As seen onFavicon for

Antagonists with a strong moral compass


  1. In a new work I've started, I'm dealing wih more complex antagonist characters. I'm much more interested in writing stories with antagonists that have a strong moral compass, than villains that are simply behaving badly and know it the whole time. While there are certainly times when outright villiainy is useful in a storyline, an antagonist with a moral compass may generate sympathy and, therefore, more reader involvement in the central conflict of a story.

    For clarity, I like the distinction made in Eventide Unmasked, a blog by Hayle Lavik at - 

  2. The key terms in the article are defined as "villains are the people who know they're doing bad, while antagonists hold a strong conviction in the rightness of their own (potentially horrible) actions." While there is more to it, I like the simplicity of this distinction.

    There are some great sources available on various antagonists. The site offers "A Sliding Scale of Antagonist Vileness" -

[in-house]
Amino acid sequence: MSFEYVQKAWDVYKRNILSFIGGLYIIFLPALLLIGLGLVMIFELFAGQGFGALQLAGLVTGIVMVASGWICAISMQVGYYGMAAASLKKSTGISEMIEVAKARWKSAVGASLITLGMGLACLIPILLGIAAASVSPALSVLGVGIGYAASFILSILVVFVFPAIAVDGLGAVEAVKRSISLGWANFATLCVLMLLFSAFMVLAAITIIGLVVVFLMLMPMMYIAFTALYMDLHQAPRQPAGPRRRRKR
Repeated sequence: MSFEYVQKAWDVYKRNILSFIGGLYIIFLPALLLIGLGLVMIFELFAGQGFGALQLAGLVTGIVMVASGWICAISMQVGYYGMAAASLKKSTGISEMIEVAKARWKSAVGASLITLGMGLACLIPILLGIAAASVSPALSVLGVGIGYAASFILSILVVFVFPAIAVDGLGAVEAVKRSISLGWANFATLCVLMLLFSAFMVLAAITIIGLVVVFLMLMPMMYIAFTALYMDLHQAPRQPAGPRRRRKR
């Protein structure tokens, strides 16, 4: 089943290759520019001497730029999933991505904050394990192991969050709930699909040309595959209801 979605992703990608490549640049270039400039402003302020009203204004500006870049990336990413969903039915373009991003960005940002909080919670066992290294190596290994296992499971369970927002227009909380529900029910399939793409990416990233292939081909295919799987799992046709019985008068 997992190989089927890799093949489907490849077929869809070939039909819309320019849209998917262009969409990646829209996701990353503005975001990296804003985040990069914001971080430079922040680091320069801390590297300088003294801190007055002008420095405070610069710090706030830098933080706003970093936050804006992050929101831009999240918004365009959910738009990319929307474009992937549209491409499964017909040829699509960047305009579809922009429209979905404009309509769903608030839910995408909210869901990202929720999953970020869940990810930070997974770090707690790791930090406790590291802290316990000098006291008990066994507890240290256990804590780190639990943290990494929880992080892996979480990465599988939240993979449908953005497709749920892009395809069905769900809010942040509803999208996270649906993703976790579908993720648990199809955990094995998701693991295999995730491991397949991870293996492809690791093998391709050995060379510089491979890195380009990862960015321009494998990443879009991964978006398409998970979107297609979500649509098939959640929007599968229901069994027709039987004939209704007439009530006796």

3. The variations range from those that are merely bumbling antagonists to villains well beyond the "Moral Event Horizon" of perceived redeemability.

    When writing, I find dealing with a moral antagonist is more challenging that a simple bad villain. The moral view of such antagonists has to be kept consistent even when it differs from any other characters in a work.

    Even villians can sometimes have some moral convictions.  Consider Nurse Ratched in "One Flew Over the Cuckoo's Nest." She seeks to maintain order in an asylum with her unique kind of moral code. Such antagonists are among the most memorable of all villains in storytelling.

  4. Top 10 Thriller Movie Villains
  5. A strong antagonist helps to make an entire work more memorable.